This same line of reasoning makes it so that modern-day contraception is not a deal killer for evolutionary psychology. I’ve heard people argue essentially that “well if evolutionary psychology says we do everything to propagate our genes, but we use contraception and many of us CHOOSE to not have kids, doesn’t that just say that evolutionary psychology is all wrong?” No. Actually. It doesn’t. Such an argument does, however, suggest that the conscious fitness-optimization approach to evolutionary psychology is completely misguided. If we were designed to consciously maximize fitness regardless of any other factors, then maybe contraception would not be as prevalent as it is – and maybe more people would choose to have children. But, in fact, people who use contraception (and there are lots of us out there) are still products of evolution whose psychologies are filled with adaptations. Contraception users still fear heights, spiders, and snakes more than other stimuli. Contraception users still show nepotistic tendencies when considering whom to help in emergency situations. They still get angry at being cheated by others in their close social circles. Contraception users experience the basic emotions of joy, sadness, surprise, disgust, and anger – and contraception users can identify these emotional states accurately in humans from across the globe. And they still find spoiled milk totally gross. Contraception users are attracted to the same features in mates that non-contraception users are attracted to – they still prefer that a mate be kind, intelligent, witty, and attractive. And, back on task, female contraception users still find Han Solo more sexually attractive than Luke Skywalker. That is, they implement psychological adaptations – regardless of conscious efforts to reduce the likelihood of reproducing. And this is exactly what we would expect in organisms that are designed to implement a battery of fitness-increasing adaptations – as opposed to organisms with general-purpose mechanisms designed to consciously increase reproductive success regardless of environmental conditions.
Being a person who uses contraception and chooses to not have children does NOT make that individual a person whose behavior and psychology are unrelated to the evolutionary history of homo sapiens
Back to the Order of the Jedi: Think about the sexual attraction that a heterosexual woman may feel toward Han over Luke. I haven’t done a poll, but suppose we find evidence that more heterosexual women find Han sexually attractive than Luke – thus, corresponding to a non-random mate-choice situation. Is it accurate and comprehensive to just say that Han would probably be better in bed? I don’t think so! I think that such a response actually screams for a distinction between fitness optimization and adaptation implementation!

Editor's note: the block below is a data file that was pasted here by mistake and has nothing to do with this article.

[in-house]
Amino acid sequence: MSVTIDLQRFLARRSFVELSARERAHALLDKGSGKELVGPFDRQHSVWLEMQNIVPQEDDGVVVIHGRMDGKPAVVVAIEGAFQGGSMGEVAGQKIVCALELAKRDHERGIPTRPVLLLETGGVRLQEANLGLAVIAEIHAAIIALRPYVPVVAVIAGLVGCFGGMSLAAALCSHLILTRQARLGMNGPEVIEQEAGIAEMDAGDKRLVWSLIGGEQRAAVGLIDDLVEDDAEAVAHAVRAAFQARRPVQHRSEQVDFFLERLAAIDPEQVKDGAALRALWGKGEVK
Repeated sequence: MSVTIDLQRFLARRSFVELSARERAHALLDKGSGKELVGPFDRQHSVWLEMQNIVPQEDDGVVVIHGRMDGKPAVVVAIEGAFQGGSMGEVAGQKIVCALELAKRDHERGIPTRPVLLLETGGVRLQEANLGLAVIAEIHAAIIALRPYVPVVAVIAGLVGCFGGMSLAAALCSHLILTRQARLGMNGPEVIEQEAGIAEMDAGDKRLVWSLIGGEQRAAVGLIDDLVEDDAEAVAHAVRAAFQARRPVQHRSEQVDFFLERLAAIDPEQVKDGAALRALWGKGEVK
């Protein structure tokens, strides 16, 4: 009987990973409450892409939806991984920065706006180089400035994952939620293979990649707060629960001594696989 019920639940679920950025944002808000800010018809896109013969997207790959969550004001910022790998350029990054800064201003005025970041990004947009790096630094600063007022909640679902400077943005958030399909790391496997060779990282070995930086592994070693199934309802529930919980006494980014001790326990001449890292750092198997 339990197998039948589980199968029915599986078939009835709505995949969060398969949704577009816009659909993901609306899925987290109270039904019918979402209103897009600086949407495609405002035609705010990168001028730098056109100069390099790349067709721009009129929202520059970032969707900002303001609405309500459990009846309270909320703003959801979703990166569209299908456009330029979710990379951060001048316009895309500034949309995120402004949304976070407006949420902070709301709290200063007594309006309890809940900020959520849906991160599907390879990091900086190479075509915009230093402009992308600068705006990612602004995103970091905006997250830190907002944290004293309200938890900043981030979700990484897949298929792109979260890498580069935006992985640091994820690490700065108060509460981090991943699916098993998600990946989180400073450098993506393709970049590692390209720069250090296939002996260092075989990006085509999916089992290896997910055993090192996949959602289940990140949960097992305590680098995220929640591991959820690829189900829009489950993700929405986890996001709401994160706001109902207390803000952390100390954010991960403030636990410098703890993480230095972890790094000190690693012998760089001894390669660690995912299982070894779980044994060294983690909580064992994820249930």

In the domain of short-term mating, there are reasons underlying why women are attracted to masculine-looking men – with muscular bodies, high shoulder-to-hip ratios, deep voices, and symmetrical faces (Shoup & Gallup, 2008). And an evolutionary perspective on why women are attracted to such Han Soloesque features does not need to presume that women want to have Han’s baby! When we think of adaptation implementation, this way of thinking, in fact, can be greatly elucidated. It’s not enough to say that a woman would rather sleep with Han than Luke, and that’s just that. Science is about addressing WHY – why would such a pattern typify short-term desires of most heterosexual women? From the adaptation implementation perspective, the answer is steeped in our past. Women with such desires in short-term mates were more likely to leave viable offspring in the future. Mating with such “cads” likely led ancestral women who utilized short-term mating strategies to bear healthy, fit, and attractive offspring who were effective at fending off parasites (Gangestad & Buss, 1993).
So, in short, my friend who made this comment about being more attracted to Han than to Luke was completely right – it doesn’t have to be about consciously wanting to have Han’s baby over Luke’s. From an adaptation-implementation perspective, the ultimate causes of differential attractiveness toward one potential mate over another need not have any bearing on consciously trying to reproduce whatsoever. Just as fear of heights can exist without one consciously thinking about how falling a long way will lead to sudden death. Even if you don’t think that, being on the edge of a cliff in the mountains is still scary! And that’s because such fears gave our ancestors survival and reproductive benefits over others. Similarly, being sexually attracted to a potential mate may not make one think about the fitness-relevant end-product (e.g., shared offspring) – it may simply put one in a state (a hot state!) that is likely to lead to increased likelihood of mating.
And to top it off, remember, Han might be more masculine, but Luke can use the force!
Dawkins, R. (1976). The selfish gene. Oxford: Oxford University Press.
Gangestad, S. W., and Buss, D. M. (1993). Pathogen prevalence and human mate preferences. Ethology and Sociobiology, 14, 89-96.
Profet, Margie (1992). “Pregnancy Sickness as Adaptation: A Deterrent to Maternal Ingestion of Teratogens”. The Adapted Mind: Evolutionary Psychology and the Generation of Culture. Oxford University Press. pp. 327–365.
Schmitt, D. P., & Pilcher, J. J. (2004). Evaluating evidence of psychological adaptation: How do we know one when we see one? Psychological Science, 15, 643-649.
Shoup, M. L. & Gallup, G. G., Jr. (2008). Men’s faces convey information about their bodies and their behavior: What you see is what you get.
Evolutionary Psychology, 6, 469-479.